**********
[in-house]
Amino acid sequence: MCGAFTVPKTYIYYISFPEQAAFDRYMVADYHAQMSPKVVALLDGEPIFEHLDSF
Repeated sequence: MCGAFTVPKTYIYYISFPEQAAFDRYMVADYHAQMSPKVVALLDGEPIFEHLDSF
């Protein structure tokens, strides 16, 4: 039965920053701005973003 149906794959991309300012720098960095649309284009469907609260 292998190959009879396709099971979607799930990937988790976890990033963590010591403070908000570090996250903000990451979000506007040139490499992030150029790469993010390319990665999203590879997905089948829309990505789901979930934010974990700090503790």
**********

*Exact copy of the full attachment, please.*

[in-house]
Amino acid sequence: MCGAFTVPKTYIYYISFPEQAAFDRYMVADYHAQMSPKVVALLDGEPIFEHLDSF
Repeated sequence: MCGAFTVPKTYIYYISFPEQAAFDRYMVADYHAQMSPKVVALLDGEPIFEHLDSF
């Protein structure tokens, strides 16, 4: 039965920053701005973003 149906794959991309300012720098960095649309284009469907609260 292998190959009879396709099971979607799930990937988790976890990033963590010591403070908000570090996250903000990451979000506007040139490499992030150029790469993010390319990665999203590879997905089948829309990505789901979930934010974990700090503790």